Second, if the content of said media is truly “just entertainment,” then nothing you’ve presented has any bearing on anything and is as worthless as burnt paper. If you lecture me for eating McDonald’s because you saw a movie about a guy who ate nothing but McDonald’s for 30 days and his health fell apart, and then I could easily demonstrate to you how every conclusion he came to in that movie was exaggerated or fabricated, and then you retorted, “None of that matters–it was an entertaining movie!” . . . doesn’t that seem silly to you? The reason that information was provided in the movie was to tell people that eating fast food is far worse for them than they thought–so when people who understand the concept of too many variables can show that the information is wrong, its entire existence is suddenly unjustified.  It has no value anymore except as a reference piece in a class on how to be a snake oil salesman. How does, “well, it entertained me!” justify that?

I’m not sure, and I unfortunately know that this post isn’t going to have any effect on these things re-occuring in the future, to me or otherwise. But I guess as long as they do, I’ll always have something to complain about. And that’s something in and of itself.

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A Response to Stephen Fry’s “Language”

I had the pleasure of seeing this video a while back and enjoyed its creative structure, its intelligent prose, and the discussion it stirred up in my mind.  I really should hunt down the whole essay, as it’s obvious there are parts taken out so the animator didn’t go mad putting this together, but for right now let’s just focus on what is here.

I think there’s a kink in Stephen Fry’s rationale when he says “the free and happy use of words appears to be elitist or pretentious,” and then goes on to complain about pedants setting out to correct the grammar of the English-speaking world.  He seems to want to use the explanation that those who claim to be “protecting language” are nothing more than snotty people with nothing better to do than tell others they’re wrong, and the people against whom they stand are all budding linguistic geniuses setting out to write love stories and poems.  That is simply not the case, though.  Perhaps things may be different in England; I do fully understand that our cultures are immensely more different than many Americans tend to automatically assume, but in America we have this problem of people mixing “lack of education” with “entitlement” that would LOVE the opportunity to justify themselves under something like Fry’s essay.  Those of us who resist it are, in essence, standing up for the value of education and the importance of understanding the true nature of language as an enjoyable medium.  As I will show, having no grasp on how to properly use punctuation is not the same as using punctuation creatively, though incorrectly.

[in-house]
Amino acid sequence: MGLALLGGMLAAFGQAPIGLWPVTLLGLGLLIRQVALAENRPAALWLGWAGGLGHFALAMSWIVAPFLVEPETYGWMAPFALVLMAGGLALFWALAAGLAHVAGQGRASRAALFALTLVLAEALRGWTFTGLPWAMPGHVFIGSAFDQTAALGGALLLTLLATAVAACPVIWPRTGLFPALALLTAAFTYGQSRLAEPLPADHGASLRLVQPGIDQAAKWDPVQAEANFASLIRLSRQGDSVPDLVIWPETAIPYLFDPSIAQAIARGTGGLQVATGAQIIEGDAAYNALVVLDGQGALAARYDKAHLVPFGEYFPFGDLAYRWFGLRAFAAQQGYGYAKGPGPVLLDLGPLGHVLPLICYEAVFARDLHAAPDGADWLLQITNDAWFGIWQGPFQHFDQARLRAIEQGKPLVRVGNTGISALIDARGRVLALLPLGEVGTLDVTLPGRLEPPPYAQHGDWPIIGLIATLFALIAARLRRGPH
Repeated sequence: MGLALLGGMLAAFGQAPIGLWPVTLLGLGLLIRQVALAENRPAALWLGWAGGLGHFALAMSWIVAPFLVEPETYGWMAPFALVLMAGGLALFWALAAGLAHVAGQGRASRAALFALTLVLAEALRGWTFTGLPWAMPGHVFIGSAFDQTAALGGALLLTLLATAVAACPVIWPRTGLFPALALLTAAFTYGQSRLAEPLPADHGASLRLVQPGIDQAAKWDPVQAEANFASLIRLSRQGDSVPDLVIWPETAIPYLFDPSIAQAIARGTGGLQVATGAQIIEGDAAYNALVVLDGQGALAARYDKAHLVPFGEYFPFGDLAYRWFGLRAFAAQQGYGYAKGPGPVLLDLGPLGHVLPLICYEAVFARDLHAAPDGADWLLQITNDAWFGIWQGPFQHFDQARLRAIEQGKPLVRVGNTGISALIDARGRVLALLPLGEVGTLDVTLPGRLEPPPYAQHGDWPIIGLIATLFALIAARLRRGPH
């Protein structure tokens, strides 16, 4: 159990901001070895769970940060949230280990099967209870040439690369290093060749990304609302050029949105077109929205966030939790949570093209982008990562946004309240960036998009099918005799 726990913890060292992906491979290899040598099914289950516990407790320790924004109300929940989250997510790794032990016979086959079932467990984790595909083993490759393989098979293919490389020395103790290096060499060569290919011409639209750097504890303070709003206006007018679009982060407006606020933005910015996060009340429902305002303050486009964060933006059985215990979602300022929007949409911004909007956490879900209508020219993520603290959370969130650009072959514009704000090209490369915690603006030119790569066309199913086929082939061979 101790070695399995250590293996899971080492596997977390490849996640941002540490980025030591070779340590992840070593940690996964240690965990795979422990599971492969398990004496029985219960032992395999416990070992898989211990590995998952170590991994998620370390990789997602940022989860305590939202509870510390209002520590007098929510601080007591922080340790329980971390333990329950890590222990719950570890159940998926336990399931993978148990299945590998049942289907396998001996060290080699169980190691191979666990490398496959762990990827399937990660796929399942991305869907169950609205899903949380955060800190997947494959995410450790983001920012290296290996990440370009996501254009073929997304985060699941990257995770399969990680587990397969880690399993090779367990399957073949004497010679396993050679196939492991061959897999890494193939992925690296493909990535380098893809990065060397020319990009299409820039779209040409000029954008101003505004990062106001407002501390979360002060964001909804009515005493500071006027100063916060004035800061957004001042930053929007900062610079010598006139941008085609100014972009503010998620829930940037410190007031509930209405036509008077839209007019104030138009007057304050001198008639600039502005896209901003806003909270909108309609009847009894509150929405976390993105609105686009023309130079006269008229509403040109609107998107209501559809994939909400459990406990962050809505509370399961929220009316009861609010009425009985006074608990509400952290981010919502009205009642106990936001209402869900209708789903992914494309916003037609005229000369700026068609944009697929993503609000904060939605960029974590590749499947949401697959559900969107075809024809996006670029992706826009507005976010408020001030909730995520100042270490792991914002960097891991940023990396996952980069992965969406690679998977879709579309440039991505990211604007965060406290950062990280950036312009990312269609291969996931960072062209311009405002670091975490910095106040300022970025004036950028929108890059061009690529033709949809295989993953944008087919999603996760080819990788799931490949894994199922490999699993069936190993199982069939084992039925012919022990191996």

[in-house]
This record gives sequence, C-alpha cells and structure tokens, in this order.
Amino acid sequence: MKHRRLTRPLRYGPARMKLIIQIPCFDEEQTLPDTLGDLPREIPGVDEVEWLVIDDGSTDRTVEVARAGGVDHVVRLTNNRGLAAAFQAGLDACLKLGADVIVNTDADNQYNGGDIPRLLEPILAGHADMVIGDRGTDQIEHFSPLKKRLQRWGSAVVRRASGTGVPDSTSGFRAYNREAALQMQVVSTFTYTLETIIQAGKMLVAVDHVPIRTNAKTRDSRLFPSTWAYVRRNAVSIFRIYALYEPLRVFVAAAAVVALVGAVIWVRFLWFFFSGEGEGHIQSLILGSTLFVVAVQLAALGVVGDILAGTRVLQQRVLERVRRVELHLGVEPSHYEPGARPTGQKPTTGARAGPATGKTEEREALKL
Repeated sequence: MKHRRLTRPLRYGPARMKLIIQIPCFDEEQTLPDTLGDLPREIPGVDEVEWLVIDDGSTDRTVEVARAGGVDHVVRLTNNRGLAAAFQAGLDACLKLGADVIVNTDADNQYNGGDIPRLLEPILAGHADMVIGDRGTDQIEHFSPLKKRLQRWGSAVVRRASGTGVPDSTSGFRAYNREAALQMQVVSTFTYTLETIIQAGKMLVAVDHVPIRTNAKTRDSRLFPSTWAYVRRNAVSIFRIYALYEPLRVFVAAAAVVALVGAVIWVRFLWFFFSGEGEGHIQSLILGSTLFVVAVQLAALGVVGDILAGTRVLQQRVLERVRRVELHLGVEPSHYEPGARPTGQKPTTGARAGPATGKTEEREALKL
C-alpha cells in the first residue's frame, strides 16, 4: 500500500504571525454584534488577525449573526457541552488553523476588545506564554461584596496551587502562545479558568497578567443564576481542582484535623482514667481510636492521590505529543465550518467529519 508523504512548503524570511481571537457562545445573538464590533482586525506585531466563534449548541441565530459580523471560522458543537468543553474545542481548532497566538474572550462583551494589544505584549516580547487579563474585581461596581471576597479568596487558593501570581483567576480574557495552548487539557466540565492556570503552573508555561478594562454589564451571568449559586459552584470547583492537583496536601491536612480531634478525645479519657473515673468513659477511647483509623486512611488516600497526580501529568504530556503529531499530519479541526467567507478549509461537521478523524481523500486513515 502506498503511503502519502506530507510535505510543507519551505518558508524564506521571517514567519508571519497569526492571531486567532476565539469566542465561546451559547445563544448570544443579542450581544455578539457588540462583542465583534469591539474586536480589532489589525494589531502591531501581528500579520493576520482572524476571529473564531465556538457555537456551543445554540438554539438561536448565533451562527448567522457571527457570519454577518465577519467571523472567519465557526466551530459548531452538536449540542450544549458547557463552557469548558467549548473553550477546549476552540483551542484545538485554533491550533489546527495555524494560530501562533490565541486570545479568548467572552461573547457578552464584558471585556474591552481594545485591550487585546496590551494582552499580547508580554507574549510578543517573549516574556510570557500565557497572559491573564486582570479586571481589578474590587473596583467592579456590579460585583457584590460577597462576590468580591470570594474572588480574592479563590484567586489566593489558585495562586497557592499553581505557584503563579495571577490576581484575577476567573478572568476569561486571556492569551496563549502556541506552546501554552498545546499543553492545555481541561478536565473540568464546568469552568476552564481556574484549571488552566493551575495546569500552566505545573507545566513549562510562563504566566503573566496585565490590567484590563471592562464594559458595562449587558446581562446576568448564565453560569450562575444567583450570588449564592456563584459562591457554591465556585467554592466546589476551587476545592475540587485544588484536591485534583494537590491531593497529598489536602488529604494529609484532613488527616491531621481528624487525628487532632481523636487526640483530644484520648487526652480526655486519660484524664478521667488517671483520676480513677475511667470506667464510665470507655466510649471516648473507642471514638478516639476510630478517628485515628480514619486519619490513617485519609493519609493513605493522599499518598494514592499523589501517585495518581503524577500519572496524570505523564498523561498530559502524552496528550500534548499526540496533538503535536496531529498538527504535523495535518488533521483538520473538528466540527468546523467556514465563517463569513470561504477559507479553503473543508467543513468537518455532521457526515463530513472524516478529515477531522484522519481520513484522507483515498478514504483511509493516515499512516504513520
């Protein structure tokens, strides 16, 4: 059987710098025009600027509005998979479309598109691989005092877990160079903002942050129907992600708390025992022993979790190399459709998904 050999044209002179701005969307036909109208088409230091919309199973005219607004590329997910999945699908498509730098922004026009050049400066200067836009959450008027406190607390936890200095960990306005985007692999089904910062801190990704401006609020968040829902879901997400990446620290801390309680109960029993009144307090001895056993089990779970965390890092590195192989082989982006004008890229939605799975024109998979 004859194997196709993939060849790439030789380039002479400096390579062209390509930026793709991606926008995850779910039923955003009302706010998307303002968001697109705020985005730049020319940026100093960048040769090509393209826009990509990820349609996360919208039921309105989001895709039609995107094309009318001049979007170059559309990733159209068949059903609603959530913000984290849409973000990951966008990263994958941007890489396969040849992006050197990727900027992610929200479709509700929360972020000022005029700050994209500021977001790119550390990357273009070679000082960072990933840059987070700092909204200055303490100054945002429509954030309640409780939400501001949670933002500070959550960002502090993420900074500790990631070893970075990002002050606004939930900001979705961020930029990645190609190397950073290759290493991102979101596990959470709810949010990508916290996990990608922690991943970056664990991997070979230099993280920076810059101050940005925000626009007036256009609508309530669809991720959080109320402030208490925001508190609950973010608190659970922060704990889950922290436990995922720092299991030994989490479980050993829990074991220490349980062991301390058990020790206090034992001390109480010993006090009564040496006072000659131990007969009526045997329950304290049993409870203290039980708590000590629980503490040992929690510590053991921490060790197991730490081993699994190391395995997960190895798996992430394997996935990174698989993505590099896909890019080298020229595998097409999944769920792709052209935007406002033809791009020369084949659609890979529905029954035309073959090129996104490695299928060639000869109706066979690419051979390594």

I want to start with where I agree with Stephen.  It is very tiresome to be regularly exposed to people who have adopted the crusade of pointing out every “your” that should be “you’re” or misspelling of “there” and its kin, and so on.  While I completely understand the temptation, I, like Stephen, have outgrown such nitpicking.  Errors here and there are acceptable when the point is what they meant, and you understood that.  I’m going to risk suffering from the “Lake Woebegone Effect” by stating that I see myself as less of a Grammar Nazi than other Grammar Nazis.  I try to take careful consideration of the context and situation of the written words which I read before I step out on a self-important ledge and suggest they be corrected.  I do not ridicule someone else’s poor language skills as a way to discredit their position in a debate.  I carefully live by the “take the plank out of your own eye first” rule when it comes to my observations of the grammar and spelling of others.